The government report of the Staples recall case stated the office chair was manufactured and imported from China. Once they were made aware of the malfunction issue, the Staples Company, the retailer of the item, took responsibility and implemented swift action by issuing the recall and urged consumers to immediately cease using them. Subsequently, consumers were instructed to contact Staples corporate headquarters for directions on returning the defective product to receive a full refund. The report further substantiates that in addition, Staples directly contacted all known customers in their database to provide them with the recall information.  Staples’s rapid action demonstrated an immediate response to what would be considered a strict liability tort case. They displayed ethically responsible corporate behavior to protect shareholders. In the meantime, to collect any damages incurred from the defective product, the Staples Corporate Legal Department can examine their Risk of Loss Rules and Contracts to determine the next course of action with respect to the Chinese manufacturer that produced it.

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Foreseeability and Proximate Cause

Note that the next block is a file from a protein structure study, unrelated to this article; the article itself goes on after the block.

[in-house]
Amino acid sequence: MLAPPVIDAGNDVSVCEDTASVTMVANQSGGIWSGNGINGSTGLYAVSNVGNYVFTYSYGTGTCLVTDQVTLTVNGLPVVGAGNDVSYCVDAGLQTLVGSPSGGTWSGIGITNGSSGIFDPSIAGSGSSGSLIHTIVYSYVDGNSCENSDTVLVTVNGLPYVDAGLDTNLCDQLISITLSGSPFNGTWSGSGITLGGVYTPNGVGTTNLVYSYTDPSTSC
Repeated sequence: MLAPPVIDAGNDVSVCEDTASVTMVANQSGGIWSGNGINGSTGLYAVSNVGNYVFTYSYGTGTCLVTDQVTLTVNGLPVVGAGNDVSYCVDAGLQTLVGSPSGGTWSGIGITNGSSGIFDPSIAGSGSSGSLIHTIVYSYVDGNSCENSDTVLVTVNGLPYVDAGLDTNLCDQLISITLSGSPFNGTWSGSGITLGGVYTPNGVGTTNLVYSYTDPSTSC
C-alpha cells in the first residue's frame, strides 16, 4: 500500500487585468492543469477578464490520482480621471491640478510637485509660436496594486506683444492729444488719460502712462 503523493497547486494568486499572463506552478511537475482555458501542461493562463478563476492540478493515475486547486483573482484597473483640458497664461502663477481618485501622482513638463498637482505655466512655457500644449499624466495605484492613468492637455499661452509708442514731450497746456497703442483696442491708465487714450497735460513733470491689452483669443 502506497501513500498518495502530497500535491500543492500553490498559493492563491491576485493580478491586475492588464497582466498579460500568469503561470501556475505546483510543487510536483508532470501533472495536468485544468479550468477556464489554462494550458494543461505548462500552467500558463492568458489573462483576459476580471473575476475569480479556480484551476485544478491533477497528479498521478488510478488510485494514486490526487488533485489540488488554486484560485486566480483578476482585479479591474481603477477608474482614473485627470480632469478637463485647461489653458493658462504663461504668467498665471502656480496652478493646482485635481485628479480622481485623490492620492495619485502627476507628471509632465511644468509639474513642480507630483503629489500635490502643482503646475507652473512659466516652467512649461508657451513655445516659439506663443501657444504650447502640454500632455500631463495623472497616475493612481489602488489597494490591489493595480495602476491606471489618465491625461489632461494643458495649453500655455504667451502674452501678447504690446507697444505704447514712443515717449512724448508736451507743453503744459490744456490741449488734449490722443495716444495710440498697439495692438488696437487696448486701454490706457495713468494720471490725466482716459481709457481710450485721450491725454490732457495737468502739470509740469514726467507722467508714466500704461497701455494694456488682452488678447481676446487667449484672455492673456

Consumer protection statutes provide safeguards that defend citizens. Bevans (2011) proposes that in addition, a plaintiff may address whether it was foreseeable that their actions would cause harm or injury and whether they suffered as a result (Bevans, 2011). In other words, did the plaintiff use the product in an unsafe manner? This is known as direct causation, in that the injury was sustained from a breach in usage.  In order for a plaintiff to become victorious in a negligence lawsuit, it is essential they prove direct causation.  If, on the other hand, the incident occurred and the consumer was aware from prior events that the product posed certain dangers, then the duty of business changes because of the foreseeability factor. For example, once Staples became aware of the dangers the office chair posed from the many incidents that occurred, the Staples Company, from the eyes of consumer protection agencies, was considered put on notice. This means that the Staples Corporation became aware of the situation and displayed appropriate behavior by taking measures to resolve it. It is then the responsibility of the corporation to implement further measures to ensure higher levels of safety to prevent future occurrences, as well as seek restitution from the Chinese manufacturers that sold the defective product outlined in the terms of their contractual obligations. These are effective strategies to maintain good public relations and trust. In addition, it demonstrates that the Staples Corporation is comprised of an ethical business climate. Had the product not been recalled and further injuries sustained, Staples’s reputation could have suffered. It is clear from their swift action that Staples wanted to protect stakeholders and avoid further injuries that could lead to actions of strict liability torts.